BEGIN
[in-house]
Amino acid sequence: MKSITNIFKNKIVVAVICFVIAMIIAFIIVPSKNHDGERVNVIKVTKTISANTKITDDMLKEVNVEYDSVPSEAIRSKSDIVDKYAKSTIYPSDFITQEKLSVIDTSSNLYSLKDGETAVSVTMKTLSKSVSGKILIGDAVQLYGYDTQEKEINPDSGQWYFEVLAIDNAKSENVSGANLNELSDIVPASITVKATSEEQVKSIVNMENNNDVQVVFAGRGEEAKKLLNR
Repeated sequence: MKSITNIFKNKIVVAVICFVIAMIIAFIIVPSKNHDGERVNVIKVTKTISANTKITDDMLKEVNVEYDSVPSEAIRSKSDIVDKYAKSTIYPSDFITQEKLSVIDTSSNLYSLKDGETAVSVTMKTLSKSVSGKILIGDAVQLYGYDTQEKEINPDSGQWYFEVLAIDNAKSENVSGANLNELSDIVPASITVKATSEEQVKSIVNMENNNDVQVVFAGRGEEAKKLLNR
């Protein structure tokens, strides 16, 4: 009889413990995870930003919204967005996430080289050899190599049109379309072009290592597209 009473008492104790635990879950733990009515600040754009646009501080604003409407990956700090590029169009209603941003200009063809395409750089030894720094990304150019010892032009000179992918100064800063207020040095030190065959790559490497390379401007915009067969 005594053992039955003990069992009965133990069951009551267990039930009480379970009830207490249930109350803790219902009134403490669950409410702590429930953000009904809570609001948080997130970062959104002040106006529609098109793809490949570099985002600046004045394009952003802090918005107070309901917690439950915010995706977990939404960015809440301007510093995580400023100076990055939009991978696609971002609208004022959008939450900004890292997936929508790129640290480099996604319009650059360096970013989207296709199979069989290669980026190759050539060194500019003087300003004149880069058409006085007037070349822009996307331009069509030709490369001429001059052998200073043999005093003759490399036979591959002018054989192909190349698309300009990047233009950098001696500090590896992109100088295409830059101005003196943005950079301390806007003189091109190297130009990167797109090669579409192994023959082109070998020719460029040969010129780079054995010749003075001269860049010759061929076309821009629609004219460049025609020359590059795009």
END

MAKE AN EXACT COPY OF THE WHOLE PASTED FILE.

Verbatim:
[in-house]
Amino acid sequence: MKSITNIFKNKIVVAVICFVIAMIIAFIIVPSKNHDGERVNVIKVTKTISANTKITDDMLKEVNVEYDSVPSEAIRSKSDIVDKYAKSTIYPSDFITQEKLSVIDTSSNLYSLKDGETAVSVTMKTLSKSVSGKILIGDAVQLYGYDTQEKEINPDSGQWYFEVLAIDNAKSENVSGANLNELSDIVPASITVKATSEEQVKSIVNMENNNDVQVVFAGRGEEAKKLLNR
Repeated sequence: MKSITNIFKNKIVVAVICFVIAMIIAFIIVPSKNHDGERVNVIKVTKTISANTKITDDMLKEVNVEYDSVPSEAIRSKSDIVDKYAKSTIYPSDFITQEKLSVIDTSSNLYSLKDGETAVSVTMKTLSKSVSGKILIGDAVQLYGYDTQEKEINPDSGQWYFEVLAIDNAKSENVSGANLNELSDIVPASITVKATSEEQVKSIVNMENNNDVQVVFAGRGEEAKKLLNR
């Protein structure tokens, strides 16, 4: 009889413990995870930003919204967005996430080289050899190599049109379309072009290592597209 009473008492104790635990879950733990009515600040754009646009501080604003409407990956700090590029169009209603941003200009063809395409750089030894720094990304150019010892032009000179992918100064800063207020040095030190065959790559490497390379401007915009067969 005594053992039955003990069992009965133990069951009551267990039930009480379970009830207490249930109350803790219902009134403490669950409410702590429930953000009904809570609001948080997130970062959104002040106006529609098109793809490949570099985002600046004045394009952003802090918005107070309901917690439950915010995706977990939404960015809440301007510093995580400023100076990055939009991978696609971002609208004022959008939450900004890292997936929508790129640290480099996604319009650059360096970013989207296709199979069989290669980026190759050539060194500019003087300003004149880069058409006085007037070349822009996307331009069509030709490369001429001059052998200073043999005093003759490399036979591959002018054989192909190349698309300009990047233009950098001696500090590896992109100088295409830059101005003196943005950079301390806007003189091109190297130009990167797109090669579409192994023959082109070998020719460029040969010129780079054995010749003075001269860049010759061929076309821009629609004219460049025609020359590059795009």